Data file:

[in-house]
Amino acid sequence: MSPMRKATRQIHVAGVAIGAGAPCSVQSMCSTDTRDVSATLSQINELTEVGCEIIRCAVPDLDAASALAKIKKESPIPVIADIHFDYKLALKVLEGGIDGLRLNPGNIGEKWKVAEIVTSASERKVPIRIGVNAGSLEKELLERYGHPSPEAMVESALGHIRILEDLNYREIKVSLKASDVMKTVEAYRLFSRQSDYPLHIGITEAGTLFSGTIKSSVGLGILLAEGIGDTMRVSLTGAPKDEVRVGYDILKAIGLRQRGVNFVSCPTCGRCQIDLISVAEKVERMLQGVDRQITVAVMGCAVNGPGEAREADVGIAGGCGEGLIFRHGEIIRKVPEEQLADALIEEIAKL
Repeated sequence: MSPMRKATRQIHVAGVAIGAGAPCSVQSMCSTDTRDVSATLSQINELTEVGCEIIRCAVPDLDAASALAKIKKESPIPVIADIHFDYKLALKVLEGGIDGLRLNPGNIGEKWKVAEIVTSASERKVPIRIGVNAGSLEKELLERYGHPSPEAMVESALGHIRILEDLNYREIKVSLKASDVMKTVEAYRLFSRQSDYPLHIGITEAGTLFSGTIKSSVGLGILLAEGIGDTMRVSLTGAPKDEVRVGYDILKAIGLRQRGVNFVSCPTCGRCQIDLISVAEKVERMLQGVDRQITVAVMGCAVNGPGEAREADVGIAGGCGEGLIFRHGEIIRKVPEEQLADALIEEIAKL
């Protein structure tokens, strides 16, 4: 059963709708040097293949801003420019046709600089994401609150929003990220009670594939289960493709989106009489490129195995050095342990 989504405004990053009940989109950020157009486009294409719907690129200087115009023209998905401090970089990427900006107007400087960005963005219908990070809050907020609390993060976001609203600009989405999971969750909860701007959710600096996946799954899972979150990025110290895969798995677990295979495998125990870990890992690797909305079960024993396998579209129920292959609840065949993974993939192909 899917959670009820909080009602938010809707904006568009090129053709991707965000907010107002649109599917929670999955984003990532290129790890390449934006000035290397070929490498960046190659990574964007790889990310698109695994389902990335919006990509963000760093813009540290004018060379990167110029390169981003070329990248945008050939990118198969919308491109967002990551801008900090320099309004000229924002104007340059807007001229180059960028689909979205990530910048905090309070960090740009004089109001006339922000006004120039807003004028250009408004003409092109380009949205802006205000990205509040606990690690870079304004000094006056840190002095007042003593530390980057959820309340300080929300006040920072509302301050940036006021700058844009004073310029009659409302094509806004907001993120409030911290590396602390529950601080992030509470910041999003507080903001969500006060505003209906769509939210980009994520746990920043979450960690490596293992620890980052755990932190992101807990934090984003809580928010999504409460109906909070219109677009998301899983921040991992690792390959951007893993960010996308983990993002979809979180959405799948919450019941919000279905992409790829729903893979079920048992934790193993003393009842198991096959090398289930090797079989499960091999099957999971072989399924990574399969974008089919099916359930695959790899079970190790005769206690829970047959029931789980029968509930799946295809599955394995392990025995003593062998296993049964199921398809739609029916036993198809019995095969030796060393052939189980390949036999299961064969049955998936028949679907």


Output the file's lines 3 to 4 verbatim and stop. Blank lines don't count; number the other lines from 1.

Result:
Repeated sequence: MSPMRKATRQIHVAGVAIGAGAPCSVQSMCSTDTRDVSATLSQINELTEVGCEIIRCAVPDLDAASALAKIKKESPIPVIADIHFDYKLALKVLEGGIDGLRLNPGNIGEKWKVAEIVTSASERKVPIRIGVNAGSLEKELLERYGHPSPEAMVESALGHIRILEDLNYREIKVSLKASDVMKTVEAYRLFSRQSDYPLHIGITEAGTLFSGTIKSSVGLGILLAEGIGDTMRVSLTGAPKDEVRVGYDILKAIGLRQRGVNFVSCPTCGRCQIDLISVAEKVERMLQGVDRQITVAVMGCAVNGPGEAREADVGIAGGCGEGLIFRHGEIIRKVPEEQLADALIEEIAKL
């Protein structure tokens, strides 16, 4: 059963709708040097293949801003420019046709600089994401609150929003990220009670594939289960493709989106009489490129195995050095342990 989504405004990053009940989109950020157009486009294409719907690129200087115009023209998905401090970089990427900006107007400087960005963005219908990070809050907020609390993060976001609203600009989405999971969750909860701007959710600096996946799954899972979150990025110290895969798995677990295979495998125990870990890992690797909305079960024993396998579209129920292959609840065949993974993939192909 899917959670009820909080009602938010809707904006568009090129053709991707965000907010107002649109599917929670999955984003990532290129790890390449934006000035290397070929490498960046190659990574964007790889990310698109695994389902990335919006990509963000760093813009540290004018060379990167110029390169981003070329990248945008050939990118198969919308491109967002990551801008900090320099309004000229924002104007340059807007001229180059960028689909979205990530910048905090309070960090740009004089109001006339922000006004120039807003004028250009408004003409092109380009949205802006205000990205509040606990690690870079304004000094006056840190002095007042003593530390980057959820309340300080929300006040920072509302301050940036006021700058844009004073310029009659409302094509806004907001993120409030911290590396602390529950601080992030509470910041999003507080903001969500006060505003209906769509939210980009994520746990920043979450960690490596293992620890980052755990932190992101807990934090984003809580928010999504409460109906909070219109677009998301899983921040991992690792390959951007893993960010996308983990993002979809979180959405799948919450019941919000279905992409790829729903893979079920048992934790193993003393009842198991096959090398289930090797079989499960091999099957999971072989399924990574399969974008089919099916359930695959790899079970190790005769206690829970047959029931789980029968509930799946295809599955394995392990025995003593062998296993049964199921398809739609029916036993198809019995095969030796060393052939189980390949036999299961064969049955998936028949679907």